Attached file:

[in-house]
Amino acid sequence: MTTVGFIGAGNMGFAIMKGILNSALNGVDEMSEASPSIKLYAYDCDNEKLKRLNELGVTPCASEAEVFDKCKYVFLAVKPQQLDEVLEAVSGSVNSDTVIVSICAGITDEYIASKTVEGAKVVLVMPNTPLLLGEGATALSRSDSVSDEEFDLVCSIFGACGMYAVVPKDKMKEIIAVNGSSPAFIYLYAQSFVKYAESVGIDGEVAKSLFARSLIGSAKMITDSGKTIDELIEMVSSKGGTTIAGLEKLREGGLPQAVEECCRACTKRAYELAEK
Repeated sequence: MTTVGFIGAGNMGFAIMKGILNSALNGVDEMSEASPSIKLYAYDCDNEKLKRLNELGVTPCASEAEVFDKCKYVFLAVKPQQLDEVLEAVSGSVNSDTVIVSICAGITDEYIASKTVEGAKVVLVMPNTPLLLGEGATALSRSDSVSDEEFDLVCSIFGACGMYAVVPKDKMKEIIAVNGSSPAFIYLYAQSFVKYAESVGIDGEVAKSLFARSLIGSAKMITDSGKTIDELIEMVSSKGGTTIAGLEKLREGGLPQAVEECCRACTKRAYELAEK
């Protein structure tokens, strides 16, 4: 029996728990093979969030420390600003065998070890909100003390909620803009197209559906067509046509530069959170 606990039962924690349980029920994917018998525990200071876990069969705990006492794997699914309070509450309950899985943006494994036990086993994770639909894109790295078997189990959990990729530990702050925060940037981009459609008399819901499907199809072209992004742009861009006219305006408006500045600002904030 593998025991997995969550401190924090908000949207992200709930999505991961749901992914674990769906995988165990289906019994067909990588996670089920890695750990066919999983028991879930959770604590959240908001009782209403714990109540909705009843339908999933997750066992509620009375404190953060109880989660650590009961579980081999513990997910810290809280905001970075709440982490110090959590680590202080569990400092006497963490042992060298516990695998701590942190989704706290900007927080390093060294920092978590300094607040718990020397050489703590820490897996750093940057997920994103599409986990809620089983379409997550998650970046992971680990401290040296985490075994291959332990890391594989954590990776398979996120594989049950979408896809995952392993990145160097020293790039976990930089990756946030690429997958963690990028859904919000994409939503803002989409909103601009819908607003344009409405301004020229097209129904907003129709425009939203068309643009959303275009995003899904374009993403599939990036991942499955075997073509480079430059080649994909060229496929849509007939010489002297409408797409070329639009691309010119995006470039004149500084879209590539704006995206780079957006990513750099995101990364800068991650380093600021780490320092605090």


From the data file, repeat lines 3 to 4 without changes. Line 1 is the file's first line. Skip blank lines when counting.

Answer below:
Repeated sequence: MTTVGFIGAGNMGFAIMKGILNSALNGVDEMSEASPSIKLYAYDCDNEKLKRLNELGVTPCASEAEVFDKCKYVFLAVKPQQLDEVLEAVSGSVNSDTVIVSICAGITDEYIASKTVEGAKVVLVMPNTPLLLGEGATALSRSDSVSDEEFDLVCSIFGACGMYAVVPKDKMKEIIAVNGSSPAFIYLYAQSFVKYAESVGIDGEVAKSLFARSLIGSAKMITDSGKTIDELIEMVSSKGGTTIAGLEKLREGGLPQAVEECCRACTKRAYELAEK
């Protein structure tokens, strides 16, 4: 029996728990093979969030420390600003065998070890909100003390909620803009197209559906067509046509530069959170 606990039962924690349980029920994917018998525990200071876990069969705990006492794997699914309070509450309950899985943006494994036990086993994770639909894109790295078997189990959990990729530990702050925060940037981009459609008399819901499907199809072209992004742009861009006219305006408006500045600002904030 593998025991997995969550401190924090908000949207992200709930999505991961749901992914674990769906995988165990289906019994067909990588996670089920890695750990066919999983028991879930959770604590959240908001009782209403714990109540909705009843339908999933997750066992509620009375404190953060109880989660650590009961579980081999513990997910810290809280905001970075709440982490110090959590680590202080569990400092006497963490042992060298516990695998701590942190989704706290900007927080390093060294920092978590300094607040718990020397050489703590820490897996750093940057997920994103599409986990809620089983379409997550998650970046992971680990401290040296985490075994291959332990890391594989954590990776398979996120594989049950979408896809995952392993990145160097020293790039976990930089990756946030690429997958963690990028859904919000994409939503803002989409909103601009819908607003344009409405301004020229097209129904907003129709425009939203068309643009959303275009995003899904374009993403599939990036991942499955075997073509480079430059080649994909060229496929849509007939010489002297409408797409070329639009691309010119995006470039004149500084879209590539704006995206780079957006990513750099995101990364800068991650380093600021780490320092605090």